A Letter from Bob and Kristi Rice, serving in South Sudan
Individuals: Give to E200429 for Bob and Kristi Rice’s sending and support
Congregations: Give to D507528 for Bob and Kristi Rice’s sending and support
Churches are asked to send donations through your congregation’s normal receiving site (this is usually your presbytery)
Rev. Santino Odong, principal at Nile Theological College (NTC), is getting creative in finding ways for students to continue studying as they prepare for ministry in the church. Schools have been prohibited from meeting since March 23, 2020 in South Sudan, and they did not have the equipment or connectivity to switch to online classes. They were able to use some large church buildings to allow students to social distance while completing interrupted courses from last semester. Most of the students came to Juba from remote regions of South Sudan, leaving their families while they study at NTC in preparation for serving as pastors.
As everyone realized that COVID-19 will continue to hinder the normal way schools have functioned, Rev. Santino and the other faculty at NTC wrestled with how to start the new semester so that students could continue their studies. Now they are experimenting with teaching remotely over WhatsApp, a smartphone application for messaging and calling over the internet. They asked Bob to teach two classes remotely from the U.S. while we wait to be able to return to Juba. With only two weeks’ notice, Bob jumped into the research, planning, and preparation for teaching classes on the Exegesis of Acts and African Church History.
Bob attempted to get his class connected on a group call, but the unpredictable cell network meant calls were dropping or people could not hear each other. The students suggested sending the lecture by voice message and doing the discussion over text chat. His exegesis class is based more on discussion than on lecture as the students dig into passages of Scripture together, and this felt particularly challenging in a remote class. But so far Bob is impressed with the engagement of students as they send voice and chat messages during class discussions. He really enjoys being able to connect with students again, and also the challenge and the learning involved in teaching classes he has not taught before. But it requires a lot of time, creativity, and perseverance for everyone to make it work.
Kristi started taking an online course in September called Strategies for Trauma Awareness and Resilience (STAR). She hopes that the increased knowledge about the effects of trauma and some tools for promoting healing will be helpful in the ministry of healing and reconciliation in South Sudan. Colleagues in South Sudan are hoping that as churches begin to reopen there that the work of healing and reconciliation can continue through small gatherings or groups. This is an opportunity for creativity and exploring new approaches to helping people experience healing from trauma. She continues to stay in touch with colleagues in South Sudan, providing support as they find ways to minister to people.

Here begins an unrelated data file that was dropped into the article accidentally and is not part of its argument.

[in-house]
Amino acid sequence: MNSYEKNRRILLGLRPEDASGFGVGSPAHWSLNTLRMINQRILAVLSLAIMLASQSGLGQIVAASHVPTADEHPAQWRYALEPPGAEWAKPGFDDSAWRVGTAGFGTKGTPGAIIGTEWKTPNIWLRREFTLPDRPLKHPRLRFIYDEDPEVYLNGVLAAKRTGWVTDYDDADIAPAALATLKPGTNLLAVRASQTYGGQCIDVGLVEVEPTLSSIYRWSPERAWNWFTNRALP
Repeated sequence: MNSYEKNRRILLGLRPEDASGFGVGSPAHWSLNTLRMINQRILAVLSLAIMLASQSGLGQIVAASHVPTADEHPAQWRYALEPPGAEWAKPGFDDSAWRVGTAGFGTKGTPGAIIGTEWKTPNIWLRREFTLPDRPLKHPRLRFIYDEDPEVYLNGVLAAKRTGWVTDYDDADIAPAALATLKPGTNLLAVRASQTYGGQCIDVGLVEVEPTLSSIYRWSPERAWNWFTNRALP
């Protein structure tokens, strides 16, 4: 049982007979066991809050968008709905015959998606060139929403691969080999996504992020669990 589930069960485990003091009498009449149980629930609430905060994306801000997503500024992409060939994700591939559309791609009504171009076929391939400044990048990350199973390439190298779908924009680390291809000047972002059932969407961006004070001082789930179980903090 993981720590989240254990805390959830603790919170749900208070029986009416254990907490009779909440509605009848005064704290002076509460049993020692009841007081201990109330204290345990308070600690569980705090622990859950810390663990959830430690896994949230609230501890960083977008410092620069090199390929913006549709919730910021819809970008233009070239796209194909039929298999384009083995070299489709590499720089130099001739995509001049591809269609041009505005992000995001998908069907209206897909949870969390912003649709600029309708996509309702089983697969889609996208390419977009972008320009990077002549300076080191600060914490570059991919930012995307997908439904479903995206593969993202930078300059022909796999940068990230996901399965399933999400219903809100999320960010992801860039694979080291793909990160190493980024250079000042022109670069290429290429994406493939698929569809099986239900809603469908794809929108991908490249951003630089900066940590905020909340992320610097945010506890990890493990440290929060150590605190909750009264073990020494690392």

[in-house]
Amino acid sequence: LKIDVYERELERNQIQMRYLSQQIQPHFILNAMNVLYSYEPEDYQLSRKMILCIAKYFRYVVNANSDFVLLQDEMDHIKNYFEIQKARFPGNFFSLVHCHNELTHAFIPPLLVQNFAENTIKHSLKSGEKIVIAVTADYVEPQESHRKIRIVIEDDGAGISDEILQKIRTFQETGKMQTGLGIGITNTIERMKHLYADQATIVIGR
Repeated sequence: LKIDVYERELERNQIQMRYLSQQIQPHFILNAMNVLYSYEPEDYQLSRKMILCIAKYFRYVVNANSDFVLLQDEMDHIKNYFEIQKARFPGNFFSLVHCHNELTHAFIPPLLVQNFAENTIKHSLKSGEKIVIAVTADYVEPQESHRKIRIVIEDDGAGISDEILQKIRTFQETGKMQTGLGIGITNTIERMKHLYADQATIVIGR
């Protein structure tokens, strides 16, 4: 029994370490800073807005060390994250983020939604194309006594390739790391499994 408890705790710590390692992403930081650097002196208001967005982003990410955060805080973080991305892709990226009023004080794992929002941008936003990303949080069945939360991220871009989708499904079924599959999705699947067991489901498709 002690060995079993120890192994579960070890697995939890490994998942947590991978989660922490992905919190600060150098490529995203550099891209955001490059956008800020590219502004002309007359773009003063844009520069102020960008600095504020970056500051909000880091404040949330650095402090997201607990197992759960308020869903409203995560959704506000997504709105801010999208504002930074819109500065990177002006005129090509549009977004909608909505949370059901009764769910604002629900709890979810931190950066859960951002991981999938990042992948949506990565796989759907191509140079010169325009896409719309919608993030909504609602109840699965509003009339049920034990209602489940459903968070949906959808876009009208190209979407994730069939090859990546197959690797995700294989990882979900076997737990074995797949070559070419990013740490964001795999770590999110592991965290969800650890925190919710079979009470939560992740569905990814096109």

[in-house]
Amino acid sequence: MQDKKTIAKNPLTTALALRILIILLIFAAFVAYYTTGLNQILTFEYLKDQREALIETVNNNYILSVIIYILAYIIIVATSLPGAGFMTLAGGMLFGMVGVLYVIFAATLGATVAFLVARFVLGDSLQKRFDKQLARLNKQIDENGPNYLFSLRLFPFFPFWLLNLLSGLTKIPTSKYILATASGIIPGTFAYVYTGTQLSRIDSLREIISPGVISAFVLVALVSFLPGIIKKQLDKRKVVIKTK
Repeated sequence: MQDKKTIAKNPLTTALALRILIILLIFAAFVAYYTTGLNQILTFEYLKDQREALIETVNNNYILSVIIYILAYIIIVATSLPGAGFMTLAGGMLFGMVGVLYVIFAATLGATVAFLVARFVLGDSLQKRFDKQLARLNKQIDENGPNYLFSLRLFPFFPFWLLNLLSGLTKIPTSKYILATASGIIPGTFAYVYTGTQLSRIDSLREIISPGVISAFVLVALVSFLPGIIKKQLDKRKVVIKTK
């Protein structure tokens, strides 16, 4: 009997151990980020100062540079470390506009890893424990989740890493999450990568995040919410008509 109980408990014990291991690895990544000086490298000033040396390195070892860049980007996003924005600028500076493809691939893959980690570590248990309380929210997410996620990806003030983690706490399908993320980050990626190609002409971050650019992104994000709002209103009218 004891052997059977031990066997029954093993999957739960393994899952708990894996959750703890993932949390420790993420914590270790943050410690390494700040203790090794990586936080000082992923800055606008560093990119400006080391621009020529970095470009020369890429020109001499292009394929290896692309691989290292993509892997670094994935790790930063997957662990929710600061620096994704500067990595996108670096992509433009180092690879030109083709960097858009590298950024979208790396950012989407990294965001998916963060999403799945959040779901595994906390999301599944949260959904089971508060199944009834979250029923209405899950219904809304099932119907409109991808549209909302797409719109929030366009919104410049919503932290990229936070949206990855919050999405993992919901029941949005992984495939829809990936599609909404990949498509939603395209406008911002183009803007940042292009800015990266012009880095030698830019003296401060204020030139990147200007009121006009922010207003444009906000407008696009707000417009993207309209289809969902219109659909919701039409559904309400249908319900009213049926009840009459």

South Sudan has had severe flooding in some regions in August and September of this year, which has destroyed houses and crops and caused thousands of people to flee their homes. This is one more crisis in an already fragile environment where most people are either living in camps for displaced people or just trying to start over. The South Sudan Presbyterian Evangelical Church (SSPEC) is getting creative with how to communicate, worship, and support members living in these crisis zones. With support they received from one partner, they have given food relief to congregations in Bor and Bentiu. Please pray for God’s Spirit to protect and encourage people in the midst of these crises, and that the church would be a source of life and hope.
We really miss being in South Sudan and are praying and watching for the right time to return. Please join us in praying for an open door! We value your prayers for us and for South Sudan during this challenging time – may our intercessions as the church move our God of mercy to intervene and bring healing and provision to all who need it.
Bob and Kristi
You may freely reuse and distribute this article in its entirety for non-commercial purposes in any medium. Please include author attribution, photography credits, and a link to the original article. This work is licensed under a Creative Commons Attribution-NonCommercial-NoDeratives 4.0 International License.